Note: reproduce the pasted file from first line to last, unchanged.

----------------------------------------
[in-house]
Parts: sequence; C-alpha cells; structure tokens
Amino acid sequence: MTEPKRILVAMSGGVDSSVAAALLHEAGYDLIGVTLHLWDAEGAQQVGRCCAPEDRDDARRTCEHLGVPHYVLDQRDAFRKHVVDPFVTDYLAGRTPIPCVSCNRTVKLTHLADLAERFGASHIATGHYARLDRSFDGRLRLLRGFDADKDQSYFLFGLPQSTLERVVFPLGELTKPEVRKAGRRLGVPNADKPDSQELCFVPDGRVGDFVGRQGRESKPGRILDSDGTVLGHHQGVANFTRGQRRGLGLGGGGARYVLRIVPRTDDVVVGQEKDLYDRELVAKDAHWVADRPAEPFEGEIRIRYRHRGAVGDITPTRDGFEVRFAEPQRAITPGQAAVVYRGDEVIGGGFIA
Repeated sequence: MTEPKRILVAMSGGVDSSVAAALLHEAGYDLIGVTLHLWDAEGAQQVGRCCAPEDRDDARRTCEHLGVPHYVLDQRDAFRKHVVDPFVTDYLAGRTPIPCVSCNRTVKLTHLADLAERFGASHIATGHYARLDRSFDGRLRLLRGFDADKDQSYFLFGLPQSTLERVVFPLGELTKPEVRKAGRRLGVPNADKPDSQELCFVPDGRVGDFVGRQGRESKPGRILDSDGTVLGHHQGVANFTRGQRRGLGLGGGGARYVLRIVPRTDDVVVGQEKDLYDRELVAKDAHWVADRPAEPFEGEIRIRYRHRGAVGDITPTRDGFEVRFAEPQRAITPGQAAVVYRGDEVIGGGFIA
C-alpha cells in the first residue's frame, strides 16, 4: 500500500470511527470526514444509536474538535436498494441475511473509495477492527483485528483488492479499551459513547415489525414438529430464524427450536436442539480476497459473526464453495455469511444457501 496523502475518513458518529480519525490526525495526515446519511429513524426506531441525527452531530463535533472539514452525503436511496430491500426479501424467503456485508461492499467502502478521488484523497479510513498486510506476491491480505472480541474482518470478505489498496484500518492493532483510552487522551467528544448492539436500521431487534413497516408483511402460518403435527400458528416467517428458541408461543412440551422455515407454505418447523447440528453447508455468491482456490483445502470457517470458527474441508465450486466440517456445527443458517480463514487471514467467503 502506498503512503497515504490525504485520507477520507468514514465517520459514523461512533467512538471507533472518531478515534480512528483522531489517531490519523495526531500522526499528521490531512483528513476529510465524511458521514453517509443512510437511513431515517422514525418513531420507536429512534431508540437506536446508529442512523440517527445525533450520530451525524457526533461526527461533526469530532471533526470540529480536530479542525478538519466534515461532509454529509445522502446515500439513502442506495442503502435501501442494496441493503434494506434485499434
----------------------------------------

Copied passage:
[in-house]
Parts: sequence; C-alpha cells; structure tokens
Amino acid sequence: MTEPKRILVAMSGGVDSSVAAALLHEAGYDLIGVTLHLWDAEGAQQVGRCCAPEDRDDARRTCEHLGVPHYVLDQRDAFRKHVVDPFVTDYLAGRTPIPCVSCNRTVKLTHLADLAERFGASHIATGHYARLDRSFDGRLRLLRGFDADKDQSYFLFGLPQSTLERVVFPLGELTKPEVRKAGRRLGVPNADKPDSQELCFVPDGRVGDFVGRQGRESKPGRILDSDGTVLGHHQGVANFTRGQRRGLGLGGGGARYVLRIVPRTDDVVVGQEKDLYDRELVAKDAHWVADRPAEPFEGEIRIRYRHRGAVGDITPTRDGFEVRFAEPQRAITPGQAAVVYRGDEVIGGGFIA
Repeated sequence: MTEPKRILVAMSGGVDSSVAAALLHEAGYDLIGVTLHLWDAEGAQQVGRCCAPEDRDDARRTCEHLGVPHYVLDQRDAFRKHVVDPFVTDYLAGRTPIPCVSCNRTVKLTHLADLAERFGASHIATGHYARLDRSFDGRLRLLRGFDADKDQSYFLFGLPQSTLERVVFPLGELTKPEVRKAGRRLGVPNADKPDSQELCFVPDGRVGDFVGRQGRESKPGRILDSDGTVLGHHQGVANFTRGQRRGLGLGGGGARYVLRIVPRTDDVVVGQEKDLYDRELVAKDAHWVADRPAEPFEGEIRIRYRHRGAVGDITPTRDGFEVRFAEPQRAITPGQAAVVYRGDEVIGGGFIA
C-alpha cells in the first residue's frame, strides 16, 4: 500500500470511527470526514444509536474538535436498494441475511473509495477492527483485528483488492479499551459513547415489525414438529430464524427450536436442539480476497459473526464453495455469511444457501 496523502475518513458518529480519525490526525495526515446519511429513524426506531441525527452531530463535533472539514452525503436511496430491500426479501424467503456485508461492499467502502478521488484523497479510513498486510506476491491480505472480541474482518470478505489498496484500518492493532483510552487522551467528544448492539436500521431487534413497516408483511402460518403435527400458528416467517428458541408461543412440551422455515407454505418447523447440528453447508455468491482456490483445502470457517470458527474441508465450486466440517456445527443458517480463514487471514467467503 502506498503512503497515504490525504485520507477520507468514514465517520459514523461512533467512538471507533472518531478515534480512528483522531489517531490519523495526531500522526499528521490531512483528513476529510465524511458521514453517509443512510437511513431515517422514525418513531420507536429512534431508540437506536446508529442512523440517527445525533450520530451525524457526533461526527461533526469530532471533526470540529480536530479542525478538519466534515461532509454529509445522502446515500439513502442506495442503502435501501442494496441493503434494506434485499434